Health experts, doctors and those who’ve lost loved ones to the use of opiods are meeting with politicians in Ottawa today and Saturday.
The summit’s being co-chaired by federal Health Minister Jane Philpott and Ontario Health Minister Eric Hoskins, both of whom are doctors.
(Christopher Katsarov / Canadian Press)
In hopes of reducing the use of opiods that include prescription painkillers such as oxycodone, fentanyl and morphine, Philpott says there’s no question Canada’s facing a national crisis and that Ottawa will consider declaring the situation a public health emergency if it’s determined to be appropriate and helpful.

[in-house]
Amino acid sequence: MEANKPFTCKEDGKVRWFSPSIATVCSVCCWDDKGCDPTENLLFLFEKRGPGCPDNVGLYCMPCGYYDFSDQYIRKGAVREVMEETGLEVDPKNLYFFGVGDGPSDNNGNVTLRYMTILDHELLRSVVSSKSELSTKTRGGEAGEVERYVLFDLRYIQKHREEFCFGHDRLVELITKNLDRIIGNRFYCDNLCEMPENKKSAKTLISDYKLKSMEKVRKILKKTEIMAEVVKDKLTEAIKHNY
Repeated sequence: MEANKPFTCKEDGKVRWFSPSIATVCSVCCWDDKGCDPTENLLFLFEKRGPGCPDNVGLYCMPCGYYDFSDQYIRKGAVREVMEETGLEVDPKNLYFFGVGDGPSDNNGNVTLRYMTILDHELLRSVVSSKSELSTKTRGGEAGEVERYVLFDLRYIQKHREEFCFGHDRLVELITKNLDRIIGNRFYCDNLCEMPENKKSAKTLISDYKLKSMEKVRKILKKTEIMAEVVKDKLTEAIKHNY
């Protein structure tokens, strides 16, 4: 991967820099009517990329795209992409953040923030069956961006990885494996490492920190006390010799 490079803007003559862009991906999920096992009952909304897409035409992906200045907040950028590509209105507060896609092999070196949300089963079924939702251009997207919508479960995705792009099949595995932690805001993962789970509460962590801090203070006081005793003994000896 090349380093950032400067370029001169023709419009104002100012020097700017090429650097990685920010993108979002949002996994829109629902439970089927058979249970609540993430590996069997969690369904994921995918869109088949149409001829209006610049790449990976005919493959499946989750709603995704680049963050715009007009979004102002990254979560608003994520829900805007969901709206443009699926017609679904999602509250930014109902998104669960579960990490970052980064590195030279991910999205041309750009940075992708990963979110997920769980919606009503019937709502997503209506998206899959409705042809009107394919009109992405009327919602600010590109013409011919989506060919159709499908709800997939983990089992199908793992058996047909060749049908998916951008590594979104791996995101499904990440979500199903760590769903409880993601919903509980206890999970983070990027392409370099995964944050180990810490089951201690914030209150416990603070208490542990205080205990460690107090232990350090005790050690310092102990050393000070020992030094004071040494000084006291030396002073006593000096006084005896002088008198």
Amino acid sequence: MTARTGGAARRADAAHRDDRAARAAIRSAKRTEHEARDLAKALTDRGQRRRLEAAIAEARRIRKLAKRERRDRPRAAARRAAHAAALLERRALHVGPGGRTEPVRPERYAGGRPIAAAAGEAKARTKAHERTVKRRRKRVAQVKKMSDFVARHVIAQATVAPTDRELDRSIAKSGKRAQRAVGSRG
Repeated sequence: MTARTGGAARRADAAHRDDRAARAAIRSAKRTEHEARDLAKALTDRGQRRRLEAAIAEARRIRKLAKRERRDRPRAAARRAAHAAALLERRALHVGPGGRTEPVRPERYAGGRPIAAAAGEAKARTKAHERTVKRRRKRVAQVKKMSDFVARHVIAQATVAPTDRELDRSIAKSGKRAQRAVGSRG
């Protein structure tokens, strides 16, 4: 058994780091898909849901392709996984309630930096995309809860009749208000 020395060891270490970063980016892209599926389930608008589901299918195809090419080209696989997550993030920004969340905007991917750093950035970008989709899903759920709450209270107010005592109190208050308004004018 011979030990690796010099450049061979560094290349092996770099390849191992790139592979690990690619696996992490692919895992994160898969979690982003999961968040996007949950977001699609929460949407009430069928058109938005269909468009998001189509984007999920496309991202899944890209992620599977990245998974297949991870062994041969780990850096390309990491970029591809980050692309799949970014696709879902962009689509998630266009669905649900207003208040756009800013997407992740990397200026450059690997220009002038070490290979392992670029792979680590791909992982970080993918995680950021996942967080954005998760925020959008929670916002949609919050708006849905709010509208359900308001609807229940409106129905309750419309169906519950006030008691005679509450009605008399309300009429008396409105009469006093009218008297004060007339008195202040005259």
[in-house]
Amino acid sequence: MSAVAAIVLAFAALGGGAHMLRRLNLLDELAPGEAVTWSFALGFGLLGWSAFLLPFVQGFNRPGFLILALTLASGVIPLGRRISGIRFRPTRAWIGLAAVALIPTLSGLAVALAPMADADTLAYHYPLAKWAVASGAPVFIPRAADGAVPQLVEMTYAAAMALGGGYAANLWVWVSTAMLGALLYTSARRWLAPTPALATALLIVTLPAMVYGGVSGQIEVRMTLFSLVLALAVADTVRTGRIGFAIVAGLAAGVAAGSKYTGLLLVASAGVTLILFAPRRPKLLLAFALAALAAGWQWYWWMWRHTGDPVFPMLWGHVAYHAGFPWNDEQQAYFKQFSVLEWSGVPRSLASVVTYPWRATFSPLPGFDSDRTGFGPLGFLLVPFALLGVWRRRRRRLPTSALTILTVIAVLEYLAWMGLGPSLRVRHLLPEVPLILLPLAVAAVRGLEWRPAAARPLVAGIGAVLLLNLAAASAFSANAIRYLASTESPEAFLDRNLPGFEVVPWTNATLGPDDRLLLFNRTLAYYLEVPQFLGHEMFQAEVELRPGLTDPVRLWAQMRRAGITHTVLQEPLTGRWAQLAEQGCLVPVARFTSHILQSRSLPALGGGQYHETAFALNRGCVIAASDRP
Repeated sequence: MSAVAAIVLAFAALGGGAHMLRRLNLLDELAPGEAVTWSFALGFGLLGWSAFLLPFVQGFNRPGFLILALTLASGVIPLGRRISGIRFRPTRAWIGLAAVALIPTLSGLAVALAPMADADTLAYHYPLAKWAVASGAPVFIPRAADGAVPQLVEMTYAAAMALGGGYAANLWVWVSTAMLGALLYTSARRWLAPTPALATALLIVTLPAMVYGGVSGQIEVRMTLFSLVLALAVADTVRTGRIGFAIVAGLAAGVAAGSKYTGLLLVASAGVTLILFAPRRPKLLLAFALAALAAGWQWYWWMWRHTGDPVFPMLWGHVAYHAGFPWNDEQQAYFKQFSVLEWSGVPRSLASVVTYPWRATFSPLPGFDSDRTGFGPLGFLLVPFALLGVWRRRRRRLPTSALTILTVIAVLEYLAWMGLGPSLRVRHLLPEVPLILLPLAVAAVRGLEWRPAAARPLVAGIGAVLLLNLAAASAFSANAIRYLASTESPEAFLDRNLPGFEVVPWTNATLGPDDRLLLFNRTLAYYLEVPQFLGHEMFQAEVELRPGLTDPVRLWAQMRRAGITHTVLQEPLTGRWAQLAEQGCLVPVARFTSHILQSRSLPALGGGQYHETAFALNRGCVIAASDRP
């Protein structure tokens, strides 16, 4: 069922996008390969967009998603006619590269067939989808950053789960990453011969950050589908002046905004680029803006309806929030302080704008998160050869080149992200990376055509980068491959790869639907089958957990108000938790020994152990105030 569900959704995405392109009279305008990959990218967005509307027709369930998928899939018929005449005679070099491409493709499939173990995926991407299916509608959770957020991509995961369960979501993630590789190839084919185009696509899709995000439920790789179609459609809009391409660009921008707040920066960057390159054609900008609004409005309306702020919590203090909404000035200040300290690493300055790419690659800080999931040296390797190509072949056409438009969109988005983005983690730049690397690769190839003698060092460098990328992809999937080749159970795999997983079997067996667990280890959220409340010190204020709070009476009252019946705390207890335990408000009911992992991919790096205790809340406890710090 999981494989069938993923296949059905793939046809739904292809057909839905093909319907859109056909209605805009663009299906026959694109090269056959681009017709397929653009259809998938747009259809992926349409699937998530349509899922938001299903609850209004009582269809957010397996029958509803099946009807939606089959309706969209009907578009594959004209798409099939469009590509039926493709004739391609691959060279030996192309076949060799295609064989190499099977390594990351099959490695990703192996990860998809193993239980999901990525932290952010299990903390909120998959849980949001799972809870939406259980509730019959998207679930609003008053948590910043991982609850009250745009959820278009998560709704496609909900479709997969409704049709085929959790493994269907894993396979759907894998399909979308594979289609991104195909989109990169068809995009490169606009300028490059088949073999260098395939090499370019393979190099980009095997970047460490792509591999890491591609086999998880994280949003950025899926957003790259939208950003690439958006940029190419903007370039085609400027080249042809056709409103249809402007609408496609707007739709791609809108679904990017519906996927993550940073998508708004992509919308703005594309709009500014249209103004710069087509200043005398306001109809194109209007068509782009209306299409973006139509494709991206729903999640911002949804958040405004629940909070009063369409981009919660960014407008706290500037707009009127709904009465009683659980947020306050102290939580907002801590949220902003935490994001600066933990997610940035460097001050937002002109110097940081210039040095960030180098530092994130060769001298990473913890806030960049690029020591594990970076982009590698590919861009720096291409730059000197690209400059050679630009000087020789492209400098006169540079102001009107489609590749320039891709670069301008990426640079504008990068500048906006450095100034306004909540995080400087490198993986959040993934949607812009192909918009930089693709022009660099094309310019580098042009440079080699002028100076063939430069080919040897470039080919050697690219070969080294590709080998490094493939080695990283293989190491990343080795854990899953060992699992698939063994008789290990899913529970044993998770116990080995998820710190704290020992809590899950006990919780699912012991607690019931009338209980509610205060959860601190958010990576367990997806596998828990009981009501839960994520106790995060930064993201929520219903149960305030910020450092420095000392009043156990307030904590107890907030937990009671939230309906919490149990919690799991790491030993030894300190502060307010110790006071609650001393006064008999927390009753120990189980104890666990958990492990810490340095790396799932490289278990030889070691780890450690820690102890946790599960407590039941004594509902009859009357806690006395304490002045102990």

B.C. already declared a public health emergency last spring.
Hoskins says by working to develop a national response to this crisis lives can be saved, adding the increase in the use of opiods ”frightens me to my core.”
The head of pharmacology and toxicology at Toronto’s Sunnybrook Health Sciences Centre, Dr. David Juurlink, says the problem is so dire it demands an urgent response at the highest levels of government.
Canada has the world’s second-highest per capita consumption of prescription opiods.
Philpott points out in some parts of the country drug overdoses are claiming more lives than car crashes.
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